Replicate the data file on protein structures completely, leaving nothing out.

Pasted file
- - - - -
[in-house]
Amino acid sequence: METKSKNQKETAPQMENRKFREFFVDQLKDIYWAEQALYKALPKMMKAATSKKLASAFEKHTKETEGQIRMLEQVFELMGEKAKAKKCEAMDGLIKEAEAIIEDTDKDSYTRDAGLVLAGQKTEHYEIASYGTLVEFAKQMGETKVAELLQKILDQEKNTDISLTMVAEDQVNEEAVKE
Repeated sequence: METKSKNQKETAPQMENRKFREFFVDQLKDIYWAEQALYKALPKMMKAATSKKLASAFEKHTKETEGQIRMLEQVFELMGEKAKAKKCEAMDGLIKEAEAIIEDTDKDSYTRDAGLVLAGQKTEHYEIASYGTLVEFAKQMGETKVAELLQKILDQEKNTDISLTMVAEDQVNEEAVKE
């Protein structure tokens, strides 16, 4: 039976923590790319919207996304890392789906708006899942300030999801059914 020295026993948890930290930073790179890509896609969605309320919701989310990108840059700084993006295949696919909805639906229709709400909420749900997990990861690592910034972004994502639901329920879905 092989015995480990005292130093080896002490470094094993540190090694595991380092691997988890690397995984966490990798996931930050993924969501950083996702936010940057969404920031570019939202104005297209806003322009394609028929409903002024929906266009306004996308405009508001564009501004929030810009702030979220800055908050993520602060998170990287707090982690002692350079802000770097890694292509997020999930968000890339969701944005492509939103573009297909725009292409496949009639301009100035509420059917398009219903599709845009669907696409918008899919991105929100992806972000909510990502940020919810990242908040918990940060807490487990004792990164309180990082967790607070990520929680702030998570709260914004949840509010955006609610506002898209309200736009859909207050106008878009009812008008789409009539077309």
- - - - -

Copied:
[in-house]
Amino acid sequence: METKSKNQKETAPQMENRKFREFFVDQLKDIYWAEQALYKALPKMMKAATSKKLASAFEKHTKETEGQIRMLEQVFELMGEKAKAKKCEAMDGLIKEAEAIIEDTDKDSYTRDAGLVLAGQKTEHYEIASYGTLVEFAKQMGETKVAELLQKILDQEKNTDISLTMVAEDQVNEEAVKE
Repeated sequence: METKSKNQKETAPQMENRKFREFFVDQLKDIYWAEQALYKALPKMMKAATSKKLASAFEKHTKETEGQIRMLEQVFELMGEKAKAKKCEAMDGLIKEAEAIIEDTDKDSYTRDAGLVLAGQKTEHYEIASYGTLVEFAKQMGETKVAELLQKILDQEKNTDISLTMVAEDQVNEEAVKE
């Protein structure tokens, strides 16, 4: 039976923590790319919207996304890392789906708006899942300030999801059914 020295026993948890930290930073790179890509896609969605309320919701989310990108840059700084993006295949696919909805639906229709709400909420749900997990990861690592910034972004994502639901329920879905 092989015995480990005292130093080896002490470094094993540190090694595991380092691997988890690397995984966490990798996931930050993924969501950083996702936010940057969404920031570019939202104005297209806003322009394609028929409903002024929906266009306004996308405009508001564009501004929030810009702030979220800055908050993520602060998170990287707090982690002692350079802000770097890694292509997020999930968000890339969701944005492509939103573009297909725009292409496949009639301009100035509420059917398009219903599709845009669907696409918008899919991105929100992806972000909510990502940020919810990242908040918990940060807490487990004792990164309180990082967790607070990520929680702030998570709260914004949840509010955006609610506002898209309200736009859909207050106008878009009812008008789409009539077309």